Local News

9 to 5 cast photo

Broadway Musical ‘9 to 5’ Comes to Life at Salem Theatre Next Two Weekends 

The 9 to 5 cast.  Seated: Angel Molenhour and Rick Simmons.  Left to Right: Jillin Williams, Mason LeMarr, Mary Ann Griffy, Kristin Bailey, Taylor Parker, Kathy Hayes, Bryan Stanley, Jim Husk, Cody Engel, Dottie Register, Bryce Stanley, David Tindall, and Jana Williams 

The Broadway Musical ‘9 to 5’ comes to the stage of the Salem Community Theatre the next two weekends.

The Salem show is directed by Dana Luse.  “9 to 5 is about three secretaries that go on a rampage to get rid of their boss.  He’s a sexist, bigoted, and whatever title you can put on him back in the 70’s.  He thinks he controls all the women. He makes one mistake and they are going to get rid of him.”

This is the first time Luse has moved into the director’s seat and she admits the musical with a cast of 17 has been quite an undertaking. Luse has performed in 13 plays.

The boss Franklin Hart, Junior is played by longtime retired South Central High School teacher and coach Rick Simmons.

“If you’re retired like I am, you are looking for things to do and things that are challenging. I find this very challenging.  Learning the lines, being in position, the blocking part of it.  I really get a buzz out of it.  Someone said, ‘do you miss coaching’.  Ya, I certainly do. I miss the coaching and miss the kids, and the fellow coaches whatever. This kind of makes up for it, I still can still get the energy boost I need and require and hopefully in the process entertain a few persons along the way.”

Simmons notes as a teacher he had to entertain students for 35 years. This is his 5th production after a member of his church asked him to play his first part, which turned out to be a lead.

This is the first performance for Angel Molenhour who plays Doralee Rhodes, the part Dolly Parton played in the movie.

“It has been fun.  It has been a lot of fun.  A lot of hard work.  People don’t know how much hard work goes into something like this until you are a part of it.”

Molenhour decided to give acting a try after her husband assisted in building the set for another play.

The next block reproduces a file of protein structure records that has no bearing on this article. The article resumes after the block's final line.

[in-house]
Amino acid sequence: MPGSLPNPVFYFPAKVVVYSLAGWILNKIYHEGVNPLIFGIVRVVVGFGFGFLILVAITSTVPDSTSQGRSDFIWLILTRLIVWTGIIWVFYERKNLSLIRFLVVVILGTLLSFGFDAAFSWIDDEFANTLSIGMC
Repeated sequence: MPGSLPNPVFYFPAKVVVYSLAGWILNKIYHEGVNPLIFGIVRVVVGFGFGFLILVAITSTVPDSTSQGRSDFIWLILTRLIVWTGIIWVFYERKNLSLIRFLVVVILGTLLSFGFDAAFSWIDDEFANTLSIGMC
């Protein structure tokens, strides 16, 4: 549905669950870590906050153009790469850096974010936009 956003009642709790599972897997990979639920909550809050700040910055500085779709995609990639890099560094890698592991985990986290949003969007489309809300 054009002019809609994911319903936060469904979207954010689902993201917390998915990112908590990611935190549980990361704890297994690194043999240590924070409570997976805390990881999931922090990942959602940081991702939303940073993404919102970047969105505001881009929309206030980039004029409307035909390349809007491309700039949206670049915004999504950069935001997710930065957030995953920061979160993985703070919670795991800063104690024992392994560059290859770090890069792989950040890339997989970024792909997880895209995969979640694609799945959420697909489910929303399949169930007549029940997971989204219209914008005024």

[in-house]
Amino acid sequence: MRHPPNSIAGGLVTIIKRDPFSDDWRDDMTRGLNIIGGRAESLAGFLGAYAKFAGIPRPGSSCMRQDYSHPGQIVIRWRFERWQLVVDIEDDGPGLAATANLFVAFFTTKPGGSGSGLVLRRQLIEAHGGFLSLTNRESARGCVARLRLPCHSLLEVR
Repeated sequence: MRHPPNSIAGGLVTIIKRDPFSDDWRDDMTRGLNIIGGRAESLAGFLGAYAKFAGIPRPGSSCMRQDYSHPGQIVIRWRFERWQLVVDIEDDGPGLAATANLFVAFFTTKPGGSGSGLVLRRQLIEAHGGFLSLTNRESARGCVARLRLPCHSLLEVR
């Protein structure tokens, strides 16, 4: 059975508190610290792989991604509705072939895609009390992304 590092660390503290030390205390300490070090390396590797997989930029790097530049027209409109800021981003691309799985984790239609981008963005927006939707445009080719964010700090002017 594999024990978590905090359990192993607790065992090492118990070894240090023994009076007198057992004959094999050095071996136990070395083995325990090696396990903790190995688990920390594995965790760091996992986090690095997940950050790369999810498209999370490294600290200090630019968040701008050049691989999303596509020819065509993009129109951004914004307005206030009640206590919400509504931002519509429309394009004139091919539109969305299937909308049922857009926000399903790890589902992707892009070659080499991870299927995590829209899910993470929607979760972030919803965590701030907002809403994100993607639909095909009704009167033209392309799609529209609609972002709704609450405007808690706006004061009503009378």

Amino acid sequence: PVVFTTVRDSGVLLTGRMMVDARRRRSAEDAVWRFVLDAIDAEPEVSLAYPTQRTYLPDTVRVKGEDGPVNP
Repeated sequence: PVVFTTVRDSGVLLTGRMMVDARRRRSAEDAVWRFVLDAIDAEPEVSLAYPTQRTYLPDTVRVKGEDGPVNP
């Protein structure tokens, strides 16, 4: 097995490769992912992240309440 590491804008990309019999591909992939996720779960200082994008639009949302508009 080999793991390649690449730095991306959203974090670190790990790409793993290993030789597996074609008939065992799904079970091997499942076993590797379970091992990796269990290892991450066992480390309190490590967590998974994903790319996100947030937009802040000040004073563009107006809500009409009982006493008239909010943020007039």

The assistant director is Michelle Barbee and Music Director is Tom Baker.

The show will be performed on Friday and Saturday evenings September 21st, 22nd, 28th, and 29th at seven pm, with Sunday matinees on September 23rd and 30th at three pm.   Tickets are $12 for adults and $6 for students.

Other cast members include Dottie Register as Violet Newstead; Mary Ann Griffy as Judy Bernly, Kathy Hayes as Roz Keith and Cody Engel as Joe. Others in the musical are David Tindall as Dwayne, Bryce Stanley as Josh, Michelle Barbee as Missy, Kristin Bailey as Maria, Mason LeMarr as Dick, Jana Williams as Kathy, and Taylor Parker as Margaret. The cast is rounded out by Jim Husk as Mr. Tinsworthy, Bryce Stanley as the detective, Cody Engel as the Doctor, Jillin Williams as the candy striper and John Luse as the new employee.


GREASE Opens at the Centralia Cultural Society This Weekend

Grease is the word in Centralia as the Centralia cultural opens their production of the iconic musical “Grease”. The show will open this Friday night at 7 o’clock and reserved seats are still available.

Director Rob Jackson tells what it has been like to recreate the timeless story of the teenagers at Rydell High.

“It has been a blast doing a show like this.  Not everyone gets a chance to do this.  I’ve been blessed with a great cast and its really been fun seeing everything develop.  I know the show itself is an icon.  People know the name, enjoy the show and music, I’ve done my best to keep it as true to what people will expect when they hear the name GREASE.  I think the audience will be blown away when they see what we have done.”

The show will run this weekend and next. Hear songs like “Greased Lightnin”, “You’re the One that I Want”, “Hopelessly Devoted” and “Beauty School Drop Out” at the Centralia Cultural Society’s production of the timeless classic “Grease”

Show dates are September 21, 22, 28, 29, and 30th at 7:00 and 23rd at 3:00. You can call the cultural society to reserve seats at 532-2951.

Photos by Kayla Ryan.

Centralia Man Sentenced to Three Years in Prison on Burglary Charges

A 26-year-old Centralia man has been sentenced to three years in the Illinois Department of Corrections after admitting to a petition to revoke his probation.

Christopher Carroll of North Sycamore had been on probation for burglary. The revocation was based on admitting to committing another burglary in Clinton County. Carroll also pleaded guilty to the Clinton County case. The time will be served concurrently.

In addition, Carroll was ordered to complete two years of mandatory supervised release. He’ll also get credit for time served in the Marion County Jail.

Centralia Woman arrested for child endangerment and child abuse

A 24-year-old Centralia woman has been arrested by Centralia Police for child endangerment and child abuse.

Police had reportedly gone to the apartment of Scarlett Reynolds of South Sycamore Street on another matter when they allegedly saw a three old girl was a scabbing injury on the side of the head. Police say the home was also filthy.